While being flexible, it is important that you are available to your students and parents. Distance learning is not "set it and forget it". You cannot upload assignments for the week and then enjoy a week of "paid vacation". Students and parents will have questions and need assistance. Students will miss you and want to connect with you. You might choose to schedule some live videos or lessons so that you can connect with students, but make sure to record them and upload them to your chosen platform so that all students can access them later.
Many districts are recommending set office hours. This can be difficult to achieve for those of us who have littles at home, but make sure you are checking your email, messages, etc. multiple times a day and responding promptly. You are still their teacher, and you still have an obligation to give them a quality education.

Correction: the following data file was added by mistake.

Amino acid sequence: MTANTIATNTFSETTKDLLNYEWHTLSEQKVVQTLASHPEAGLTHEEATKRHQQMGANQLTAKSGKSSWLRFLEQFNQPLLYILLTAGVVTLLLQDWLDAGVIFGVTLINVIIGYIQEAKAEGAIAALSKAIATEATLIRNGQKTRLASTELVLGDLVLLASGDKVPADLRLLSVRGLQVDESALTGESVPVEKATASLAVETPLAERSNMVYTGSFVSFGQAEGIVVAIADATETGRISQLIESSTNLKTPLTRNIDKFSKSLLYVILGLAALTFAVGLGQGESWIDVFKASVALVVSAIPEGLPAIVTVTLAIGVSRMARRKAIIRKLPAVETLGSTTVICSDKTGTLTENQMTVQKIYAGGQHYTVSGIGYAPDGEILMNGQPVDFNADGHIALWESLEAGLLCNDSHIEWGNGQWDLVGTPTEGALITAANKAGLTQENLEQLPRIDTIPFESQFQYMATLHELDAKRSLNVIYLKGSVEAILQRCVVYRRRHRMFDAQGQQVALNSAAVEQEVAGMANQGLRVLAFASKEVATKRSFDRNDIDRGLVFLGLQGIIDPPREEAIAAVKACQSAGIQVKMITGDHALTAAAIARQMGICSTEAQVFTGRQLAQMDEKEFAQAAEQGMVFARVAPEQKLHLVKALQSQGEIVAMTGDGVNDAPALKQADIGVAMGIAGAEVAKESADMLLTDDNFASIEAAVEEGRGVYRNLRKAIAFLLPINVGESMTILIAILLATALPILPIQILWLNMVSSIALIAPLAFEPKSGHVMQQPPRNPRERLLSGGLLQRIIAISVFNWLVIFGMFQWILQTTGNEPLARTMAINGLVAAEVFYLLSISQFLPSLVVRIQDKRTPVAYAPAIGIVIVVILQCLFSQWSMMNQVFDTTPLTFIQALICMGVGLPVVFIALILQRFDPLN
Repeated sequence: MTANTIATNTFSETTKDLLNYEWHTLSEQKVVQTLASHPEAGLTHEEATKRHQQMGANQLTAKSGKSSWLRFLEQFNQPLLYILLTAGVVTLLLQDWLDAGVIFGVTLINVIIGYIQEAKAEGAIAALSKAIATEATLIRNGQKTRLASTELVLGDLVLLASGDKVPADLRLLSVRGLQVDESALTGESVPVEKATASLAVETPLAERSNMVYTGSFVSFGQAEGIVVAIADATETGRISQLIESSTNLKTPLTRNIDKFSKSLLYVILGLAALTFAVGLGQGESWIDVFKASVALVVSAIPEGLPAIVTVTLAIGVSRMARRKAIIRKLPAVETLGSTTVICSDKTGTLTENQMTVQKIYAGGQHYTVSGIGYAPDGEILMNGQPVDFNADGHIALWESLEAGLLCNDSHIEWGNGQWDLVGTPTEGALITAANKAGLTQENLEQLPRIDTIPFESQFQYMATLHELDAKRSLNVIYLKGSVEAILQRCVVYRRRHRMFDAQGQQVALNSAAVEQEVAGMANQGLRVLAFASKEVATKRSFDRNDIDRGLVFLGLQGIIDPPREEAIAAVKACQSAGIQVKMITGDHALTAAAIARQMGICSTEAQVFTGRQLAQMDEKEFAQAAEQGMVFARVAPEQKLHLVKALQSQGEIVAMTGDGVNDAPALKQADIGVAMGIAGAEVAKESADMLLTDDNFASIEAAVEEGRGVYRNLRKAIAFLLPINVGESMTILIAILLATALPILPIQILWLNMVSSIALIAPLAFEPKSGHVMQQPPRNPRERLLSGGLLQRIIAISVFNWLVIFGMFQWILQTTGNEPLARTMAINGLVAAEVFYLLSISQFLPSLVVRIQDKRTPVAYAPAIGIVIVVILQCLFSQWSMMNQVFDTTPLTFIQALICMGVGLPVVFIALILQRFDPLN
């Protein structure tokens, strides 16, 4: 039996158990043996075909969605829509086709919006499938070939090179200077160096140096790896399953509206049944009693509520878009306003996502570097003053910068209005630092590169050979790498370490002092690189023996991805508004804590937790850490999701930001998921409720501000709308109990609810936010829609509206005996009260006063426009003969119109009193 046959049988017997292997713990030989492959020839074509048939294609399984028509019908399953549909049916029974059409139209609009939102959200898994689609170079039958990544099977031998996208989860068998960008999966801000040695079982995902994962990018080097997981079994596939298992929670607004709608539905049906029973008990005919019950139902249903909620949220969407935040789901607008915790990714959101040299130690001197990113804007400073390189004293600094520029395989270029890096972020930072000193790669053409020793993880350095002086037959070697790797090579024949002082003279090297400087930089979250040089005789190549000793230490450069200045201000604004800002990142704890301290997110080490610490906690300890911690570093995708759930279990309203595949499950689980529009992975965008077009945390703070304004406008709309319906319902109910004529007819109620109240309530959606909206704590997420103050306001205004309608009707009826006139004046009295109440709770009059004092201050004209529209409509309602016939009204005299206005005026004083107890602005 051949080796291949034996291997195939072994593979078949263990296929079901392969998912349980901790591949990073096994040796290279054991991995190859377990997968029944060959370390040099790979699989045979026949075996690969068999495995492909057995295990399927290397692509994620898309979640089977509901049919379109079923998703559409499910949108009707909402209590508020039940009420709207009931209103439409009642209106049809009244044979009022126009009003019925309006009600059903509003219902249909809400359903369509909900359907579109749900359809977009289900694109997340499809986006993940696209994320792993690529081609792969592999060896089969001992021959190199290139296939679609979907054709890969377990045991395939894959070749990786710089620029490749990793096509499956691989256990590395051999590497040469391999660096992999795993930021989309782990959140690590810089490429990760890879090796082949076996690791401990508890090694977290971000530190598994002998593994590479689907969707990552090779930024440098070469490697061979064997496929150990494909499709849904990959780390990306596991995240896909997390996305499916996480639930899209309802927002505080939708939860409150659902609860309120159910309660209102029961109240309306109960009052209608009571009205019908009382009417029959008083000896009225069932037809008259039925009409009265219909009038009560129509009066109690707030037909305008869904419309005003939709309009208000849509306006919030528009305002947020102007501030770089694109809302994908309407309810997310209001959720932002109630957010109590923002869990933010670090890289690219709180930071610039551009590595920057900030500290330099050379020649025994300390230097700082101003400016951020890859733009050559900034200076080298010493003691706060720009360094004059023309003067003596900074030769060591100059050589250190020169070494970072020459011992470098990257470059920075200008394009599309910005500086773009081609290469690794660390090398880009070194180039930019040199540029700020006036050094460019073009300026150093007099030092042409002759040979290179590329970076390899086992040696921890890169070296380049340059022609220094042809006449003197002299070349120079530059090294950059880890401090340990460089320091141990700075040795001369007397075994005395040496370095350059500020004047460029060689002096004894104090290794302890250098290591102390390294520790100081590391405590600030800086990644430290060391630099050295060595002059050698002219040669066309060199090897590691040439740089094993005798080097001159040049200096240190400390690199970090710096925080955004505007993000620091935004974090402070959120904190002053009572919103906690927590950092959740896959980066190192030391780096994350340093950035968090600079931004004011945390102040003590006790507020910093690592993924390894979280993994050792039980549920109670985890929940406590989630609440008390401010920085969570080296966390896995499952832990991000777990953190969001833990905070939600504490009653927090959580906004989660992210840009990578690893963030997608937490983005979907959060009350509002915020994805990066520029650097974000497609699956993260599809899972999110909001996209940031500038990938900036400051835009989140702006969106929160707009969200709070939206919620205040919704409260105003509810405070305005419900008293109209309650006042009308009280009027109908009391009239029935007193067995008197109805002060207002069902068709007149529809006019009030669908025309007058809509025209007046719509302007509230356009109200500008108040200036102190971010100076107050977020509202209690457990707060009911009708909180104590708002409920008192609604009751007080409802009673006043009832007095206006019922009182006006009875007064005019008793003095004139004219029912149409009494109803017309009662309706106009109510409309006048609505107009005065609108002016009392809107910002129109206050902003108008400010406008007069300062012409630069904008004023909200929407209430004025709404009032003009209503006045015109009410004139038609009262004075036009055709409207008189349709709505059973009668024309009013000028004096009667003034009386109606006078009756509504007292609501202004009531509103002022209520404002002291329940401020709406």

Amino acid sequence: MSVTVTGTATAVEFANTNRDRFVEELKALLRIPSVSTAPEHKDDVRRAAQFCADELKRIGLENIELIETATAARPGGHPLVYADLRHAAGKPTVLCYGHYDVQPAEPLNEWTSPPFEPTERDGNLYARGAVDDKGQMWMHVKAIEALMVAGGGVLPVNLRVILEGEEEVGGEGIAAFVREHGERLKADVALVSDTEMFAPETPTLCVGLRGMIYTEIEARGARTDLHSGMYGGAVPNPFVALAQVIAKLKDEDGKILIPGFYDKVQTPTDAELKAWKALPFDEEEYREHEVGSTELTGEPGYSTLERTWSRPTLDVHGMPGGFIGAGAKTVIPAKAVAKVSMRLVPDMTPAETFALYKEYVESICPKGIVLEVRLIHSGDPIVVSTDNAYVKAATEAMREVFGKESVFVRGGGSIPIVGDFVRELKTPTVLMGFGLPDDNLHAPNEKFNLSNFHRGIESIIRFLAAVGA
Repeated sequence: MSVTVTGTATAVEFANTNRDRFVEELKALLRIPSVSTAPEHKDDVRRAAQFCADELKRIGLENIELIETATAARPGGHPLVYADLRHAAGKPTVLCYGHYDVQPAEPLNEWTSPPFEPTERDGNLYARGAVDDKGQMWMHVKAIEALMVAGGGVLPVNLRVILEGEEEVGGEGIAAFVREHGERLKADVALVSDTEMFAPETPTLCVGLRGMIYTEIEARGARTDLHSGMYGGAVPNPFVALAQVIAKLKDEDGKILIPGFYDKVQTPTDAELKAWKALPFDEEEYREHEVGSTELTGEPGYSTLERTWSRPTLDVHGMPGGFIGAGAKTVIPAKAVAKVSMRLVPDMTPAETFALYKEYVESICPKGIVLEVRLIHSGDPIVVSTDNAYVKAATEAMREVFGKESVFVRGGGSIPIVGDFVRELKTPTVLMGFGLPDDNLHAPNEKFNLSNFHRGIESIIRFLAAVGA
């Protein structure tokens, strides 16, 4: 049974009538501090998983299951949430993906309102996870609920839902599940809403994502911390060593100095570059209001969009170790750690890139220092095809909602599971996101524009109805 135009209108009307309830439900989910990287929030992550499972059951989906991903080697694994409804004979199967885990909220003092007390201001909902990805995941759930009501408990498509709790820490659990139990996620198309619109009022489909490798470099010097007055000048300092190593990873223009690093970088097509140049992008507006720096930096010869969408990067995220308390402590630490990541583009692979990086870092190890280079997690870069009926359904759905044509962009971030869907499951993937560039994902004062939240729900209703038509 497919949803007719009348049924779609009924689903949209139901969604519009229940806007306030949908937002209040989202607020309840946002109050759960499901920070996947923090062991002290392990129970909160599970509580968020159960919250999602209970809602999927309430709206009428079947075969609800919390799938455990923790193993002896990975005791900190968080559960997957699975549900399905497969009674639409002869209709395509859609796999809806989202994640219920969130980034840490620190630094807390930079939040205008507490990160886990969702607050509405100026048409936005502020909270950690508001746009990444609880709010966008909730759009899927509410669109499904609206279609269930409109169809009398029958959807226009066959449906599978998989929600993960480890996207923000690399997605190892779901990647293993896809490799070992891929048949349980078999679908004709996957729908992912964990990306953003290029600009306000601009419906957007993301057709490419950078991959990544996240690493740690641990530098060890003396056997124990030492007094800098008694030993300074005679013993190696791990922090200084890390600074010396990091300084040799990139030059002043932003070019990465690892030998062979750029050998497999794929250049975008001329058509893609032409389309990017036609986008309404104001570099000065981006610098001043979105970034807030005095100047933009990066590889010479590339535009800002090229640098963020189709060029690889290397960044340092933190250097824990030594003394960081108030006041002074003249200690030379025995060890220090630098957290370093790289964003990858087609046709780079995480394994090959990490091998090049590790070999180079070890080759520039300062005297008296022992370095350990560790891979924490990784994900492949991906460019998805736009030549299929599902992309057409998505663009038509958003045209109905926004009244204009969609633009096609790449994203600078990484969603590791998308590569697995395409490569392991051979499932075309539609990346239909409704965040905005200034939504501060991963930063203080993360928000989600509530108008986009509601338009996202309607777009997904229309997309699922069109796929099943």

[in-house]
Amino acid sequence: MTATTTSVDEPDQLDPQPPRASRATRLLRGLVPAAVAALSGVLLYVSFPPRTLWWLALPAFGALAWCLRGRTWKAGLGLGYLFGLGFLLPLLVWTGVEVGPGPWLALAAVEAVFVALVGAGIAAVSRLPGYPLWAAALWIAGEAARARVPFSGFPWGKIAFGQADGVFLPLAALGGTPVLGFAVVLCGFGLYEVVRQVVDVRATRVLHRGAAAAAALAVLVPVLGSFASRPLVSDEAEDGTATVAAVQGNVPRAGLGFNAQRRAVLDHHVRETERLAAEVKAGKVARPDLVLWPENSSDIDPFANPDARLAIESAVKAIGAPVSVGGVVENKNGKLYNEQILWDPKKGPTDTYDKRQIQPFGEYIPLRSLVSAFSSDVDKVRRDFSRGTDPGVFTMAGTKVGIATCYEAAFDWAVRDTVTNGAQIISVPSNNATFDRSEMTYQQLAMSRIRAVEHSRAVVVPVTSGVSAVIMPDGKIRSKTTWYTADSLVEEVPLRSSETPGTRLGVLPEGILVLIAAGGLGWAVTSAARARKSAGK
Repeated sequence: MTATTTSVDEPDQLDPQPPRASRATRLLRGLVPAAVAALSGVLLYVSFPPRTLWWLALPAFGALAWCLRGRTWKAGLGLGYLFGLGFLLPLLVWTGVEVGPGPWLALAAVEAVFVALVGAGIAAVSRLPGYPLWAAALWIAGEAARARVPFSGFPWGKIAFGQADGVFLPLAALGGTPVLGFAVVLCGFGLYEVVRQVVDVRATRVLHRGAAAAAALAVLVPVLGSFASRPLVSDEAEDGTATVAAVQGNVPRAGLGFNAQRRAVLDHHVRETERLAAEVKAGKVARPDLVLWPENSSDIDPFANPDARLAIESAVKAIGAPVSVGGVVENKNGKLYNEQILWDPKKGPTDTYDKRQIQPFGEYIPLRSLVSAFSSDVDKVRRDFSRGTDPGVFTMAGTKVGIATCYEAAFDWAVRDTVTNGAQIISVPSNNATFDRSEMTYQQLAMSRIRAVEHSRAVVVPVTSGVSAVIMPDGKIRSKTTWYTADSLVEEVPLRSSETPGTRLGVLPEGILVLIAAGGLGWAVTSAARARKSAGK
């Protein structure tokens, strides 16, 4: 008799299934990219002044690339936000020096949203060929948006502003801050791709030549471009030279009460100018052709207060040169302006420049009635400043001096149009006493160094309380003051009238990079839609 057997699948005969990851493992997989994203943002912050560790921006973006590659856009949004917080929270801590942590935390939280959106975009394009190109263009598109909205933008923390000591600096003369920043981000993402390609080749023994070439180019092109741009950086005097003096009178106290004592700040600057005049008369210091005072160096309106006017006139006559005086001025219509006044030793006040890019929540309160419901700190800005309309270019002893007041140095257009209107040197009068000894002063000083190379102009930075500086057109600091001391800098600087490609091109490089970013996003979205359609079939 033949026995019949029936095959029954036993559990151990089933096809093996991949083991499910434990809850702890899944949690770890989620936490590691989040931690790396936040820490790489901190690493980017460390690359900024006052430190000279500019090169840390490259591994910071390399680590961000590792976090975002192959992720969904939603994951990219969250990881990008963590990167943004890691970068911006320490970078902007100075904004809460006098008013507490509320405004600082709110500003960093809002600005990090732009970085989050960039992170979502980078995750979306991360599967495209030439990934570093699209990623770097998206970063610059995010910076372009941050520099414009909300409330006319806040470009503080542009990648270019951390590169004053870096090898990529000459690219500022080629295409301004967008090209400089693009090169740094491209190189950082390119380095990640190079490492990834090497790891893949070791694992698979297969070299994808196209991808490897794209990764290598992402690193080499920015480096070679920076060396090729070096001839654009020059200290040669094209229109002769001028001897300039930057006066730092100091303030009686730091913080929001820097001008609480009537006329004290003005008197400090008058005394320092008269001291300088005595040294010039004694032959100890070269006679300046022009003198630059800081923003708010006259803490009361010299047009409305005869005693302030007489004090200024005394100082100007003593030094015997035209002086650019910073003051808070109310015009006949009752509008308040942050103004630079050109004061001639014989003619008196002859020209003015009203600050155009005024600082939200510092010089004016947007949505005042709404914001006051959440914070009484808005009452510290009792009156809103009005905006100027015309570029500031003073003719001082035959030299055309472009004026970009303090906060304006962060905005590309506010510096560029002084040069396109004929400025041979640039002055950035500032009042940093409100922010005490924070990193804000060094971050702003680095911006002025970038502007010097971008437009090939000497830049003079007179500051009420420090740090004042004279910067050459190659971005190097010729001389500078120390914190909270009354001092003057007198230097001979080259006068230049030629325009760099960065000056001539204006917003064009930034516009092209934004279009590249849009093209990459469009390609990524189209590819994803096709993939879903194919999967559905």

5. Set Boundaries
Being available does not mean that you are obligated to respond to parent emails and phone calls at 10:00 pm or on weekends. If you choose to do that because it works for you and your schedule, great! Just remember that you are not constantly on-call, and it is okay to set aside personal time when you are not available. If you need to schedule a set lunch and planning time during the day in order to ensure you don't get burnt out, do it. Whatever works for you, just don't forget to take care of yourself. You can't pour from an empty cup.

Stay tuned for more tips on distance learning, and remember to breathe. We will get through this together! Even in the midst of the unknown, keep teaching with heart and passion!

Friday, March 20, 2020

Connecting with Students During Distance Learning | Distance Learning Series #1

8 Creative Ways to Connect with Students During Distance Learning | Apples to Applique